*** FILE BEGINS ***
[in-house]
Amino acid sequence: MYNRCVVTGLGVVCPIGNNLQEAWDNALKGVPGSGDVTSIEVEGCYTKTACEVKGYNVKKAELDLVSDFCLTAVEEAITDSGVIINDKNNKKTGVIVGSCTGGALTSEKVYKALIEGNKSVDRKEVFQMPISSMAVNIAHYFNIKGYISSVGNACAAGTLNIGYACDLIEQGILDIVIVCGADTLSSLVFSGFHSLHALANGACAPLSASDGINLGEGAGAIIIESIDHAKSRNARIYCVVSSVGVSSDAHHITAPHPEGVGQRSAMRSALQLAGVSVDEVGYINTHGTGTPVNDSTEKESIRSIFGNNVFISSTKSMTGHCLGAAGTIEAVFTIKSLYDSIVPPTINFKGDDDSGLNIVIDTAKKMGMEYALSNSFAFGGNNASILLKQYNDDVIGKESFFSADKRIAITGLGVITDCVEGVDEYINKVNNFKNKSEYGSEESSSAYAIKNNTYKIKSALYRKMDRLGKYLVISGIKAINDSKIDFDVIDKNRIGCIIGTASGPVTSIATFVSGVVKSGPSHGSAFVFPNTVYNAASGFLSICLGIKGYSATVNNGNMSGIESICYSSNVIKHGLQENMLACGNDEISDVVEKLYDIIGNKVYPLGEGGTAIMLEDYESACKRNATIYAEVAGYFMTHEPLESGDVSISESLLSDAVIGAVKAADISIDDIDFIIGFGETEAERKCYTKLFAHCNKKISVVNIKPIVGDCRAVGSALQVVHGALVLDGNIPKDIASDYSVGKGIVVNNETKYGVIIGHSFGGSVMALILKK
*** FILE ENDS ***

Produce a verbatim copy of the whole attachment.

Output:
[in-house]
Amino acid sequence: MYNRCVVTGLGVVCPIGNNLQEAWDNALKGVPGSGDVTSIEVEGCYTKTACEVKGYNVKKAELDLVSDFCLTAVEEAITDSGVIINDKNNKKTGVIVGSCTGGALTSEKVYKALIEGNKSVDRKEVFQMPISSMAVNIAHYFNIKGYISSVGNACAAGTLNIGYACDLIEQGILDIVIVCGADTLSSLVFSGFHSLHALANGACAPLSASDGINLGEGAGAIIIESIDHAKSRNARIYCVVSSVGVSSDAHHITAPHPEGVGQRSAMRSALQLAGVSVDEVGYINTHGTGTPVNDSTEKESIRSIFGNNVFISSTKSMTGHCLGAAGTIEAVFTIKSLYDSIVPPTINFKGDDDSGLNIVIDTAKKMGMEYALSNSFAFGGNNASILLKQYNDDVIGKESFFSADKRIAITGLGVITDCVEGVDEYINKVNNFKNKSEYGSEESSSAYAIKNNTYKIKSALYRKMDRLGKYLVISGIKAINDSKIDFDVIDKNRIGCIIGTASGPVTSIATFVSGVVKSGPSHGSAFVFPNTVYNAASGFLSICLGIKGYSATVNNGNMSGIESICYSSNVIKHGLQENMLACGNDEISDVVEKLYDIIGNKVYPLGEGGTAIMLEDYESACKRNATIYAEVAGYFMTHEPLESGDVSISESLLSDAVIGAVKAADISIDDIDFIIGFGETEAERKCYTKLFAHCNKKISVVNIKPIVGDCRAVGSALQVVHGALVLDGNIPKDIASDYSVGKGIVVNNETKYGVIIGHSFGGSVMALILKK